Tampa also surprisingly got torn up in the run game by the Panthers last week, with D'Onta Foreman and Chuba Hubbard gashing them for 181 yards and a touchdown on 24 carries. If Akiem Hicks (questionable) sits out again, it could be vulnerable up the middle. The return of Gus Edwards last week was especially welcome for the Ravens after J.K. Dobbins went on injured reserve, and Edwards immediately looked like Baltimore's best runner. He'll likely still rotate with Kenyan Drake and Justice Hill, but Edwards should see the bulk of the carries and be the guy who gets the looks in the red zone. He's big and powerful, and his downhill style has always meshed well with the threat of Jackson taking off around the edge.
When the Buccaneers have the ball
Tampa's offense is arguably the most disappointing unit in all of football.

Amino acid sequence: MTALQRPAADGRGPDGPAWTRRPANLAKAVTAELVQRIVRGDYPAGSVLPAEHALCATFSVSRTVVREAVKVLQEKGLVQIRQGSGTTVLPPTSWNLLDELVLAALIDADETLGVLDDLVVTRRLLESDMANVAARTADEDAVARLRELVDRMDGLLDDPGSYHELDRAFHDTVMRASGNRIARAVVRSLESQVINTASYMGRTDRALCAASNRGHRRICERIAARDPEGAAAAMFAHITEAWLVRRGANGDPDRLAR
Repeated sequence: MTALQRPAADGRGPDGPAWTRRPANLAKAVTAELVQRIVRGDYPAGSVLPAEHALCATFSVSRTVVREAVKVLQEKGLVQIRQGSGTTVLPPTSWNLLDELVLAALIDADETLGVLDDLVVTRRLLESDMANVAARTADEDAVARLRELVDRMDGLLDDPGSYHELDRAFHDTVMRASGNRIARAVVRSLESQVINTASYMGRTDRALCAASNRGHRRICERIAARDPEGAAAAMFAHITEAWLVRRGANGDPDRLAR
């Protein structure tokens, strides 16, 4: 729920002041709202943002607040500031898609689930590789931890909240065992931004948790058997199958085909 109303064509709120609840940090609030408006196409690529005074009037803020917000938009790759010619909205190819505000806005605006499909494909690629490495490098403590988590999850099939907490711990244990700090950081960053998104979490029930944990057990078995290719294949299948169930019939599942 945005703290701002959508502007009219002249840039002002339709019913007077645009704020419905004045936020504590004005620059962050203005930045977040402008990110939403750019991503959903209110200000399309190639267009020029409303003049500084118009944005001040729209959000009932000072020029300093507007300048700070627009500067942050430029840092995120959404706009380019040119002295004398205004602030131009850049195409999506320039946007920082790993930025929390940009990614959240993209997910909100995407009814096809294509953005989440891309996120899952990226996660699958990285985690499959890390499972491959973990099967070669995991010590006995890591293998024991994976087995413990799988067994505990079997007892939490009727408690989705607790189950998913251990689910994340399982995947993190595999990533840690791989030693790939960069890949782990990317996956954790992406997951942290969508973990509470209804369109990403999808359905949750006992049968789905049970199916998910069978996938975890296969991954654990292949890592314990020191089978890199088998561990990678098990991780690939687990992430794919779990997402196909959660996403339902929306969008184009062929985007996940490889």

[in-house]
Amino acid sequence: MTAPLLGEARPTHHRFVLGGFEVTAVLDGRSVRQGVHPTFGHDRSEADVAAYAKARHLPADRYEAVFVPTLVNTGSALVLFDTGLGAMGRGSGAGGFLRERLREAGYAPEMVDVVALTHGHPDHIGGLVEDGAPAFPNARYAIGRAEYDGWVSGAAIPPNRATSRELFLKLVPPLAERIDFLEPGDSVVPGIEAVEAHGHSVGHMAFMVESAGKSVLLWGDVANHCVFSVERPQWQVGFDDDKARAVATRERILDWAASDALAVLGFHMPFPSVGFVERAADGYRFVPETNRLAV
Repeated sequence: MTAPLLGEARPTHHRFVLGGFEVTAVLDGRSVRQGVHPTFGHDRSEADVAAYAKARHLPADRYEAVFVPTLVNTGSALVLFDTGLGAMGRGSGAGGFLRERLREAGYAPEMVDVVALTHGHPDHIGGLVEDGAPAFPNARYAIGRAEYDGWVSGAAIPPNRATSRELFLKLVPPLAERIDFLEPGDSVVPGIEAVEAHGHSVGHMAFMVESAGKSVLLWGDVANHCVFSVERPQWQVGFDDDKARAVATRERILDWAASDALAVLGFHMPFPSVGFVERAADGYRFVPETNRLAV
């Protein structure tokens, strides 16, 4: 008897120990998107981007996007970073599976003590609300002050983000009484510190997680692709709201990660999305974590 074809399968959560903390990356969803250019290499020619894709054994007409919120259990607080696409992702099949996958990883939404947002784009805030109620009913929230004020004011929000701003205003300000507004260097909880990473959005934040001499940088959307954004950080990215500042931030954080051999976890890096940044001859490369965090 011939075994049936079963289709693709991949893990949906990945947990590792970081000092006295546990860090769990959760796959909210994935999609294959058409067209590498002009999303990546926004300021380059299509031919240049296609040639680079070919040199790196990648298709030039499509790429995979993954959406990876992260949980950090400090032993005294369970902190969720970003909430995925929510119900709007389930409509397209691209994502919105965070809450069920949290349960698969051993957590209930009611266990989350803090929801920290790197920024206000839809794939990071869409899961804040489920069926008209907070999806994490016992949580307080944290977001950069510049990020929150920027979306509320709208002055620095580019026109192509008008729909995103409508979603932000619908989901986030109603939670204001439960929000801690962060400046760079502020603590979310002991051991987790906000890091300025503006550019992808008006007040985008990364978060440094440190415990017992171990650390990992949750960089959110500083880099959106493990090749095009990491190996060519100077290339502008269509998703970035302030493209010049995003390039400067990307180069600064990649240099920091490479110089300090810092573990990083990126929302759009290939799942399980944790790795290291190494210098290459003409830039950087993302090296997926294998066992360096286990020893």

After checking in seventh and second in yards and third and second in points during Tom Brady's first two seasons, the Bucs are down to 22nd in yards per game and 24th in points per game this season. The underlying metrics are not encouraging. Tampa ranks 25th in yards per play, 27th in points per drive, and 22nd in the share of drives that end in a touchdown or field goal; and all of this is despite the league's second-lowest turnover rate so far. They just... keep punting. They've punted on 44.2% of their drives, the sixth-worst mark in the NFL, according to Tru Media.